Unboxing the iPhone 6 Plus
The iPhone 6 Plus arrived couple of days ago now, so I took it out of the box on video to give you a better look at what comes in the box. It's a plain package, but it's not worth me putting much into words because we all know what it comes with: the iPhone 6 Plus itself, power cord and adapter, manuals, and some earbuds.
First Impressions - I Need a SIM Card to Activate It? What?!
After years of using Android smartphones with the micro SIM, I was unprepared for the nano SIM. I had to go out to my telco today and grab one for the review, which isn't a problem - that was something I should've prepared for, but forgot about.
What did irk me, however, is that I couldn't "activate" the iPhone 6 Plus without a SIM card. I have no idea why Apple still require "activation" of the handset, something that requires a SIM card and network connectivity to do. Every single Android smartphone and tablet I use, I just sign into my Google account and away I go. I can start using instantly, as I'm connected to my Wi-Fi network at home.
This isn't something that should stop you from buying it, but you don't read much, if anything at all about this in other reviews - so I thought it would be something I would bring up here.
The First Few Hours
Moving on from that, my first few hours with the iPhone have been... *gasp* ... not that bad at all! There are more positive things that I've got to talk about now, than there are negative - well, I think there are. Once I got past the activation, I signed into my Mac account and started downloading some of my most-used apps like Facebook, Hangouts, Drive, Gmail, Facebook Messenger and Spotify. That is all I have installed on the iPhone so far.
It feels great, Apple has done an amazing job at the craftsmanship of the iPhone, but I expected nothing less. It feels like it weighs exactly how much it should, and not too much considering the 5.5-inch display - which, looks absolutely incredible.
The display on the iPhone 6 Plus is the best one yet from Apple, and from my quick time with it so far, blows away the competition completely. My Z2 looks great, my G3 looks great, but the 1920x1080 5.5-inch Retina display on the iPhone 6 Plus just 'pops'. Colors are just so vivid, text is crisp and sharp and at the end of the day, it's just a joy to look at. Apple has smashed the display game completely.
The front of the iPhone 6 Plus features a slight curve at its edges, which feels great when your fingers pass over the sides. It almost feels soft to the touch, and now that the power button has been changed to the side, you can quickly get to the side and turn it on and off in a pinch.
The Touch ID functionality is something I haven't played with yet, as I'm not someone who usually loses their phone. The Home button has a nice 'press' to it, and it too has even had that Apple finish - the little ring looks great, but there's so much space wasted to the left and right of that Home button.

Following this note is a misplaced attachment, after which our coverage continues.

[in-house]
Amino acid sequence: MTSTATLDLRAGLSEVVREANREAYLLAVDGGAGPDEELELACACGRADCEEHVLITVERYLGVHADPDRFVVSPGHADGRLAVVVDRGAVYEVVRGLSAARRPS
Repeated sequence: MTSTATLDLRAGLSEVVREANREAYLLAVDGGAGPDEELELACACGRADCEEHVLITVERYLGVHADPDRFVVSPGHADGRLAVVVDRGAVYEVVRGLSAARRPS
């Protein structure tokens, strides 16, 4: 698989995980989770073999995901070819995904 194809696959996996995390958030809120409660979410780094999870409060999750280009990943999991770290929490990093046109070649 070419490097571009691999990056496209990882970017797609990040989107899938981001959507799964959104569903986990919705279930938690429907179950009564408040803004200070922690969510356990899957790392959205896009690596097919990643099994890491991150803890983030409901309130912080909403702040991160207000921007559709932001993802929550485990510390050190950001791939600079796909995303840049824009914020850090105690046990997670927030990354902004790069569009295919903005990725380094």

Why? Why Apple? If it were up to me, I'd have physical back and options buttons to the left and right of the Home button. This would make navigating apps and menus around 1.4 billion times easier - to my calculations, at least.
Speaking of iOS, this is the biggest downfall of the iPhone - its operating system. Coming from Android 4.4 KitKat powered smartphones, iOS feels like I'm going from Windows 7 or 8.1, all the way back to Windows XP, albeit, with a beautiful, gorgeous, glowing skin on it. iOS feels like I'm being restricted and turned away at virtually every single point.
There are things that iOS does well, but the list of things that Android does better is far higher. Just a few things:
- The Dock: Being limited to four icons? Why? Why can't I have more?
- No Camera Icon in Dock: I was surprised to see no Camera icon in the Dock.
- Can't Tap Into Apps From Lockscreen: Receiving an email and having to 'slide to view' it feels weird. It feels like I'm swiping to delete it. Why can't I just tap it to go into it? But, if I swipe the Notification Center down, I can then tap into my email.
- Settings is a Massive, Jumbled Mess: Android's settings are very easy to navigate through, but Apple present you with five billion choices to choose from. Quickly setting something up, or changing something becomes a big task, especially without a proper back button. Having to tap all the way at the top of the screen is really annoying, and much slower than what it should be.
- Crappy App Scaling Thanks to the Big New Screen: This is what happens when you have countless generations of iPhones with the same 3.5- and then 4-inch screen size. When you move up to 5.5-inch, everything goes into disarray. I can use a 4-inch Android smartphone, 4.95-inch, 5.5-inch or massively bigger than that, and every app just... works. Isn't that how Apple is meant to be?
iOS may be a big letdown, but iPhone users won't think so, they're used to it. So, iPhone users: you'll love the smaller changes that iOS 8 delivers over iOS 7. Android users, you've been warned - but you knew it would be a big change. You do need to ask yourself, if Apple, the iPhone, and iOS 8 is enough for you to change over from Android. Doing so is just as big as moving from Windows to OS X, but thanks to Google providing their services on iOS, the change won't be as bad as moving from Apple to Android.
The 8-megapixel rear-facing iSight camera is actually quite impressive, and most will know that the number of megapixels doesn't always equate to better quality images. Since I've only had the iPhone for a few hours so far, here are my first couple of photos.
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